edit: that took longer than intended, I see the commentary has advanced somewhat.

    Wellington, New Zealand • Since Nov 2006 • 3198 posts Report Reply

  • Russell Brown, in reply to Andrew C,

    But I didn’t see Paddy’s statement as being that incorrect. If you take the party list as it is now and apply the new policy, you will see a shifting of positions. I don’t think calling those demotions is that misleading.

    Um, but it is, because the new policy won’t be applied immediately and both the 2011 party list and Labour’s party vote share will not stay the same.

    To justify a claim of multiple demotions of male MPs, you need to assume:

    - That, polls notwithstanding, Labour’s party vote will not increase past a historic low of 27.48% over six years.

    - That there will be no veteran male MPs retiring over those six years.

    That’s quite an assumption.

    Auckland • Since Nov 2006 • 22584 posts Report Reply

  • Russell Brown, in reply to Graeme Edgeler,

    Perhaps you would like to redo your numbers based on that, and show us what would happen if Labour got ~37.5% of the vote at the upcoming election. Otherwise, I’m pretty sure most of us will assume this was simply an example of partisan hackery.

    edit: that took longer than intended, I see the commentary has advanced somewhat.

    Bummer! But thanks: useful points nonetheless.

    Auckland • Since Nov 2006 • 22584 posts Report Reply

  • BenWilson, in reply to Graeme Edgeler,

    Don Brash achieved a monumental turn-around for National in 2005 (an ~87% increase in vote share).

    Yes, off the back of the worst election result for National, ever. Which is where Labour is right now. Well, worst result for Labour since National was created, anyway, so it's the same time period. Stephen's done his predictions off polling. That's a reasonably sound way to do it.

    Auckland • Since Nov 2006 • 10579 posts Report Reply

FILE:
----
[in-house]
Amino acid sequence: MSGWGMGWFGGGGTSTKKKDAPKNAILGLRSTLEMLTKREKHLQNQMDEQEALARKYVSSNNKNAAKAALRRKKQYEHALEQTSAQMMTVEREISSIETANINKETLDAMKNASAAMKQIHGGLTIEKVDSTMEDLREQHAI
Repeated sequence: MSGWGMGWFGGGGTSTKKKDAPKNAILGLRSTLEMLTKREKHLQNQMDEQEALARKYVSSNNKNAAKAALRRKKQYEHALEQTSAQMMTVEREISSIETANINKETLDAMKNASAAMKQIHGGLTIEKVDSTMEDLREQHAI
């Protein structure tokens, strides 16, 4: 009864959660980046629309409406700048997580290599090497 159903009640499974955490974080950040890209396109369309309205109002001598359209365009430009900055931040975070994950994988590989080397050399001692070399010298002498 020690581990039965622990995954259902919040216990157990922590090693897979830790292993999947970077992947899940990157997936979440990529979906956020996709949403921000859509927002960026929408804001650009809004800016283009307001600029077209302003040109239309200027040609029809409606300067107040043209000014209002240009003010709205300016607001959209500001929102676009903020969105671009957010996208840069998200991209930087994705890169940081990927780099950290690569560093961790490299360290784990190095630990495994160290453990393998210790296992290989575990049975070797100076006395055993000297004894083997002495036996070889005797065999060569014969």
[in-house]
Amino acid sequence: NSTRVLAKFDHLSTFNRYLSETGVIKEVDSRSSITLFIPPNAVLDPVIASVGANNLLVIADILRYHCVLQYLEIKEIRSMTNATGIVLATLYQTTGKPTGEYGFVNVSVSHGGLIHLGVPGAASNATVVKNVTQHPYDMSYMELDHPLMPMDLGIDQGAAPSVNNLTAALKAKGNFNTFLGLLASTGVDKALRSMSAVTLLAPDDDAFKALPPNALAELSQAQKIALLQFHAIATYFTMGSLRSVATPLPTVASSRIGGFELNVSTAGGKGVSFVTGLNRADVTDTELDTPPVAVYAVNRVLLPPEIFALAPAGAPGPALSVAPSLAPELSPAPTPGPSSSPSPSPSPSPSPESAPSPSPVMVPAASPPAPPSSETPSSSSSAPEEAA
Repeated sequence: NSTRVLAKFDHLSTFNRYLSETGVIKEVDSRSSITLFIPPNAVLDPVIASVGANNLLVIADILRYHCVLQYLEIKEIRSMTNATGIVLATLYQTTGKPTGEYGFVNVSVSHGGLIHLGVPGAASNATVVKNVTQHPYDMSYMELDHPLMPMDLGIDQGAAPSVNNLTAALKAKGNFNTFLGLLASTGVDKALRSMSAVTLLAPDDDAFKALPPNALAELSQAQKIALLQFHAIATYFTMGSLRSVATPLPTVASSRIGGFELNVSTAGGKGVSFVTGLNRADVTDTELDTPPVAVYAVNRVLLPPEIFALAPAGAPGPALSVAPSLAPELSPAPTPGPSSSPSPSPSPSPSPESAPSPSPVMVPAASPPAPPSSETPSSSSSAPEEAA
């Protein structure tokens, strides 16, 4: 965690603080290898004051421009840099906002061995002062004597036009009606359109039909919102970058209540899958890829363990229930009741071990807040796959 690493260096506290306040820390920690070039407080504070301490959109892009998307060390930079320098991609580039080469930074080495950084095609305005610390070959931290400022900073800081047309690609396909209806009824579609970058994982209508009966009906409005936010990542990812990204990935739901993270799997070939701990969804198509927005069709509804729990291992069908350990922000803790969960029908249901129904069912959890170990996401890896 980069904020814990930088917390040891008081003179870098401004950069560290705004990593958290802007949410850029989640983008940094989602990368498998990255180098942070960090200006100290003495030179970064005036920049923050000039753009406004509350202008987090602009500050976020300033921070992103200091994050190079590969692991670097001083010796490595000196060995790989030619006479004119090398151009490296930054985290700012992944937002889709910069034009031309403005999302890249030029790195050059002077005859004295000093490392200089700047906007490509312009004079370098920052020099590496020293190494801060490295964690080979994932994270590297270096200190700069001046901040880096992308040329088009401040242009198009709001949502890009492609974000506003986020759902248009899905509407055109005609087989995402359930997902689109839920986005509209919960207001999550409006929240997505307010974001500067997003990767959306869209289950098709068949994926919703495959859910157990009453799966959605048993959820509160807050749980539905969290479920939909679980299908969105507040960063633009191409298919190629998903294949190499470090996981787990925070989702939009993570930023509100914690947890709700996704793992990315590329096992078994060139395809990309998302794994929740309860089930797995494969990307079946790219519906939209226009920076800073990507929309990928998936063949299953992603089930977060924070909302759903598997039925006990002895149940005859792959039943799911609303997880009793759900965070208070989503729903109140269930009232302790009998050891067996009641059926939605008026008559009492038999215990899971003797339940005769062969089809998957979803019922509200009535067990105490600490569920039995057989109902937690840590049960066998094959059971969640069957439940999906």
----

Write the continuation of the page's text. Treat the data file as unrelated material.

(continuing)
• Graeme Edgeler, in reply to Russell Brown,

    To justify an assumption of multiple demotions of male MPs, you need to assume

    Don't make me test this assumption by going over past lists! I am prepared to have a bet with you, Russell, that the 2011 Labour Party list will include list-ranking demotions for multiple (two or more?) male Labour MPs.

    Wellington, New Zealand • Since Nov 2006 • 3198 posts Report Reply

  • David Hood, in reply to Graeme Edgeler,

    we can look to history

    Graeme, do you have a quick source to the time series you used for this? I'd like to play along at home (or at least during my lunch hour) and am hoping not to have to spend the time to assemble it myself.

    Dunedin • Since May 2007 • 1443 posts Report Reply

  • Russell Brown, in reply to Graeme Edgeler,

    Don’t make me test this assumption by going over past lists! I am prepared to have a bet with you, Russell, that the 2011 Labour Party list will include list-ranking demotions for multiple (two or more?) male Labour MPs.

    I freely grant you're right in the sense that every new party list is likely to see some sitting MPs fare poorly.

    Auckland • Since Nov 2006 • 22584 posts Report Reply

  • Graeme Edgeler, in reply to David Hood,

    Graeme, do you have a quick source to the time series you used for this?

    I'm afraid you'll probably have to assemble it yourself. I just used the result pages and a calculator.

    http://www.elections.org.nz/events/past-events/general-elections-1890-1993

    and

    http://electionresults.govt.nz/

    Wellington, New Zealand • Since Nov 2006 • 3198 posts Report Reply